Whose Homework is It?
Are you doing your kid's homework? If so, find out why you aren't doing them any favors, and get tips on how to strike a balance.
Many parents weather a daily struggle of how much help to give with homework. Families must find time between parents' work schedules and kids' after-school activities to tackle assignments – and sometimes it's just easier for mom or dad to take over. In fact, according to a survey by Public Agenda, a nonpartisan public policy research group, one in every five parents admits to having done just that.
But while the shortcut may save some time and headaches, educators say it comes at a cost. Read on to learn why – and how to strike a healthy balance.
The case for homework
That scheme probably isn't going unnoticed, warns Sue Dankovich, a second grade teacher at Forest Elementary in Farmington Hills. "We can always tell when kids have gotten too much help from mom or dad," she says. "Heck, sometimes the work isn't even in the child's handwriting!"
Dankovich stresses that although second grade homework may not seem crucial now, it helps establish good habits so students will know how to study solo by the time they're in high school – when stakes are higher.
Indeed, homework can have many benefits. In addition to reinforcing lessons learned in school, experts say it fosters positive character traits, like independence and responsibility, and teaches children how to manage time.
Unfortunately, when it isn't properly assigned and monitored, homework can have negative effects. Parents and educators alike worry that students will grow bored or frustrated if they're required to spend too much time on homework, and that it can interfere in leisure activities – such as soccer with friends or baking cookies with mom – that also teach important life skills.
Parents must find a comfortable compromise between supervising and doing.
Walking the line
Teachers generally appreciate when parents take an active role in homework completion, but worry that over-involvement can interfere with learning. For example, a parent may confuse a child by using techniques different than those the child's teacher uses – especially common in math, where approaches have changed in the decades since parents were at the desk.
"I'd rather have parents review the work after it's completed than have them talk them through each problem," says English teacher Amy Sokoloski with Southgate's Davidson Middle School. "You might say, 'I noticed No. 4 is wrong. Can you see why? What's a better way to approach it?'"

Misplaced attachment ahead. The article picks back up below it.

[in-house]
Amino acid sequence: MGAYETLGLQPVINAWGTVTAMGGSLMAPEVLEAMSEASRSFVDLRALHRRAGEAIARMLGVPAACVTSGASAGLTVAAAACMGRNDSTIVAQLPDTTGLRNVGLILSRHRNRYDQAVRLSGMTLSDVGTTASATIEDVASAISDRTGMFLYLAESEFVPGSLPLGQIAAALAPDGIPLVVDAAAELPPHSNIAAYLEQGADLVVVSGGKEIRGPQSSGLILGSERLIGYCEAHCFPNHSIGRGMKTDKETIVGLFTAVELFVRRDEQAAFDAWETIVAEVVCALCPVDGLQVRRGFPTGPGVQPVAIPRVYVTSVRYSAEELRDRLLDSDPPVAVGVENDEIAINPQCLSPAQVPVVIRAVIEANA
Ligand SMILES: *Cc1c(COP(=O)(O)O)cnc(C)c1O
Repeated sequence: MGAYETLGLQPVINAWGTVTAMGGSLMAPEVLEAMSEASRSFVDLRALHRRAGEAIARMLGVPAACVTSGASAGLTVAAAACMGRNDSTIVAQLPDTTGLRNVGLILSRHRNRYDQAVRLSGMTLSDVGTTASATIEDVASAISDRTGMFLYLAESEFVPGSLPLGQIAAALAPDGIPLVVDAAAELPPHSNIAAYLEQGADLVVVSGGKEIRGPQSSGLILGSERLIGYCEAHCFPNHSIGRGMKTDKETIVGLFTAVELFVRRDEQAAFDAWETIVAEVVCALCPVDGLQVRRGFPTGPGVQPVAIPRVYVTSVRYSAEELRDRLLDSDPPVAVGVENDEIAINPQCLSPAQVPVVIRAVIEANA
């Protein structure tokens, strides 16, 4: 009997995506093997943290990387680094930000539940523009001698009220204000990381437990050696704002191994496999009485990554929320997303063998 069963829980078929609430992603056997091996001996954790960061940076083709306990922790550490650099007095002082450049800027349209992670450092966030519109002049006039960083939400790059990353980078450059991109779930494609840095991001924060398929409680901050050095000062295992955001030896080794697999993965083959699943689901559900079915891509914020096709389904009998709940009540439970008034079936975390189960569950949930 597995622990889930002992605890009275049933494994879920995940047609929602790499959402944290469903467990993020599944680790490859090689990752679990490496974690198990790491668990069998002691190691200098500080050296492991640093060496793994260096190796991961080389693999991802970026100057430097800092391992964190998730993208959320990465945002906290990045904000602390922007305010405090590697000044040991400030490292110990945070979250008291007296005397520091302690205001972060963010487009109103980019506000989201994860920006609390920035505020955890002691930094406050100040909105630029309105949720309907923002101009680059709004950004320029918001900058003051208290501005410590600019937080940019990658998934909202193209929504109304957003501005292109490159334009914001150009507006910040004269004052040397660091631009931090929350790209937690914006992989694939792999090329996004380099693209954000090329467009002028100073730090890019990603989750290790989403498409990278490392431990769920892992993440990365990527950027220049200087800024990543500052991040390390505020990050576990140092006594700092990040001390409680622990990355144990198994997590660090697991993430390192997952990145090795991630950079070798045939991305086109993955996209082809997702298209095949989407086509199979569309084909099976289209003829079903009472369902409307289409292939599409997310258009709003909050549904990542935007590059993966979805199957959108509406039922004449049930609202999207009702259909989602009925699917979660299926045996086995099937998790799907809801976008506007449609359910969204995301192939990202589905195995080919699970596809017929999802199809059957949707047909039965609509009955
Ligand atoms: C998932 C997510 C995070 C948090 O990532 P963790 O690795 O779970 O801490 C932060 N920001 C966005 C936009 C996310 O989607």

Sokoloski believes parents have good intentions, even when they overstep their boundaries. "But sometimes it's the student's minor struggles over homework that create the educational experience."
To head off problems, Sokoloski and her eighth grade teaching contemporaries aim to limit homework to 20 minutes per subject, for a total of around an hour-and-a-half a night. This falls in line with the popular rule of thumb, which calls for 10 minutes of homework per grade level. Sokoloski also posts assignments on the school website and encourages students and parents to contact her when problems arise.
She notes that homework supervision gives parents insight into how their children are progressing. Involved parents will be quicker to realize when their children have missed a basic concept that they should have learned months or years ago, and respond by calling the teacher, voicing concerns and developing a plan of action.
A happy ending
"I'm a parent myself, so I know how stressful homework can be," says Brighton high school English teacher Mike Messmore. "There are times when you need to step in and say something like, 'This paragraph is not organized properly.' But then you also need to say, 'Go ahead and figure out the rest of it on your own.'"
Messmore says that by the time students arrive in his 11th and 12th grade classrooms, problems with parents doing their kids' homework have tapered off: "A bigger problem is kids plagiarizing off the Internet for their papers."
The 30-year teacher says that if a parent writes a paper, the student isn't going to learn a thing. But if that same parent were to go over the paper with her child once it's finished, "That's one-on-one instruction, and that's awesome."